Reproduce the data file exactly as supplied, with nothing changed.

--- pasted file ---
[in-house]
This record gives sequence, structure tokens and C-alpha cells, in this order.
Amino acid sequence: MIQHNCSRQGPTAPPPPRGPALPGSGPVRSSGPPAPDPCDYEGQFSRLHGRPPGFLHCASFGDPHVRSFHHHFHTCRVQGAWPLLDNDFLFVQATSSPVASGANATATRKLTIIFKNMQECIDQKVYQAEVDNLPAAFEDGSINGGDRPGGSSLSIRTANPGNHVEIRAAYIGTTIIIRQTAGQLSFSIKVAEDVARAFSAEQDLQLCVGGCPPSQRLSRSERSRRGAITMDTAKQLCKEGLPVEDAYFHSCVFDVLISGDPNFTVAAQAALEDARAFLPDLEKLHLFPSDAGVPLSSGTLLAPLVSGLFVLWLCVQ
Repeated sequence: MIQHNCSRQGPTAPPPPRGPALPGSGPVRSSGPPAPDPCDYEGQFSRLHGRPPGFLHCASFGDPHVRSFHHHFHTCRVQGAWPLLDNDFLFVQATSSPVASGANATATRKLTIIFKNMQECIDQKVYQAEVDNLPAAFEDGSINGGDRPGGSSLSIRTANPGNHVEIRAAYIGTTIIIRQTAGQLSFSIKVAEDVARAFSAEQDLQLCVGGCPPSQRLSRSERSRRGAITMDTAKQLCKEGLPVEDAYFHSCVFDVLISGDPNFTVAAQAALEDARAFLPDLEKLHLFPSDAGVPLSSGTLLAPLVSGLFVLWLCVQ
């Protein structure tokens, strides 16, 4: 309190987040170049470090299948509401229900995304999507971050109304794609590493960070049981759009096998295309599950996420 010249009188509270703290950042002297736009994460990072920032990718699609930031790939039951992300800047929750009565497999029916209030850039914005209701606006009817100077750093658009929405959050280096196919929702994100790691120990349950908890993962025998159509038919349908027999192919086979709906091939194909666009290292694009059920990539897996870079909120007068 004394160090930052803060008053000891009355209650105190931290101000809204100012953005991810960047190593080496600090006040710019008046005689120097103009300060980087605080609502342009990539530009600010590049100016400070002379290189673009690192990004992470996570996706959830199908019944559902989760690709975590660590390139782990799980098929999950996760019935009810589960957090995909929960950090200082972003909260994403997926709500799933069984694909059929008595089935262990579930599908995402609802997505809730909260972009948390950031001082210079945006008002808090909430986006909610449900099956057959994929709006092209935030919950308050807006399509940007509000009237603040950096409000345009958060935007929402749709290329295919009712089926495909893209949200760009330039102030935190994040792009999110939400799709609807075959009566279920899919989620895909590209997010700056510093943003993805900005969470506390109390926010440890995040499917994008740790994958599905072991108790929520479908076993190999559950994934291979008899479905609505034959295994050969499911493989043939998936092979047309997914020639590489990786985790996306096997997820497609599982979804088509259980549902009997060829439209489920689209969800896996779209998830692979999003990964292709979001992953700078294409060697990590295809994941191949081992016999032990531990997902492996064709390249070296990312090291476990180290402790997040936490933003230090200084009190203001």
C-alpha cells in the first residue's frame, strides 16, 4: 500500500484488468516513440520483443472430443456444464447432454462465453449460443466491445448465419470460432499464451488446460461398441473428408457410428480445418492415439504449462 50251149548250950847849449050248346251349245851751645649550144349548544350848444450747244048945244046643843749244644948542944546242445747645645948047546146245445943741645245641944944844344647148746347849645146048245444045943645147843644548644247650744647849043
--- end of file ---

[in-house]
This record gives sequence, structure tokens and C-alpha cells, in this order.
Amino acid sequence: MIQHNCSRQGPTAPPPPRGPALPGSGPVRSSGPPAPDPCDYEGQFSRLHGRPPGFLHCASFGDPHVRSFHHHFHTCRVQGAWPLLDNDFLFVQATSSPVASGANATATRKLTIIFKNMQECIDQKVYQAEVDNLPAAFEDGSINGGDRPGGSSLSIRTANPGNHVEIRAAYIGTTIIIRQTAGQLSFSIKVAEDVARAFSAEQDLQLCVGGCPPSQRLSRSERSRRGAITMDTAKQLCKEGLPVEDAYFHSCVFDVLISGDPNFTVAAQAALEDARAFLPDLEKLHLFPSDAGVPLSSGTLLAPLVSGLFVLWLCVQ
Repeated sequence: MIQHNCSRQGPTAPPPPRGPALPGSGPVRSSGPPAPDPCDYEGQFSRLHGRPPGFLHCASFGDPHVRSFHHHFHTCRVQGAWPLLDNDFLFVQATSSPVASGANATATRKLTIIFKNMQECIDQKVYQAEVDNLPAAFEDGSINGGDRPGGSSLSIRTANPGNHVEIRAAYIGTTIIIRQTAGQLSFSIKVAEDVARAFSAEQDLQLCVGGCPPSQRLSRSERSRRGAITMDTAKQLCKEGLPVEDAYFHSCVFDVLISGDPNFTVAAQAALEDARAFLPDLEKLHLFPSDAGVPLSSGTLLAPLVSGLFVLWLCVQ
């Protein structure tokens, strides 16, 4: 309190987040170049470090299948509401229900995304999507971050109304794609590493960070049981759009096998295309599950996420 010249009188509270703290950042002297736009994460990072920032990718699609930031790939039951992300800047929750009565497999029916209030850039914005209701606006009817100077750093658009929405959050280096196919929702994100790691120990349950908890993962025998159509038919349908027999192919086979709906091939194909666009290292694009059920990539897996870079909120007068 004394160090930052803060008053000891009355209650105190931290101000809204100012953005991810960047190593080496600090006040710019008046005689120097103009300060980087605080609502342009990539530009600010590049100016400070002379290189673009690192990004992470996570996706959830199908019944559902989760690709975590660590390139782990799980098929999950996760019935009810589960957090995909929960950090200082972003909260994403997926709500799933069984694909059929008595089935262990579930599908995402609802997505809730909260972009948390950031001082210079945006008002808090909430986006909610449900099956057959994929709006092209935030919950308050807006399509940007509000009237603040950096409000345009958060935007929402749709290329295919009712089926495909893209949200760009330039102030935190994040792009999110939400799709609807075959009566279920899919989620895909590209997010700056510093943003993805900005969470506390109390926010440890995040499917994008740790994958599905072991108790929520479908076993190999559950994934291979008899479905609505034959295994050969499911493989043939998936092979047309997914020639590489990786985790996306096997997820497609599982979804088509259980549902009997060829439209489920689209969800896996779209998830692979999003990964292709979001992953700078294409060697990590295809994941191949081992016999032990531990997902492996064709390249070296990312090291476990180290402790997040936490933003230090200084009190203001």
C-alpha cells in the first residue's frame, strides 16, 4: 500500500484488468516513440520483443472430443456444464447432454462465453449460443466491445448465419470460432499464451488446460461398441473428408457410428480445418492415439504449462 50251149548250950847849449050248346251349245851751645649550144349548544350848444450747244048945244046643843749244644948542944546242445747645645948047546146245445943741645245641944944844344647148746347849645146048245444045943645147843644548644247650744647849043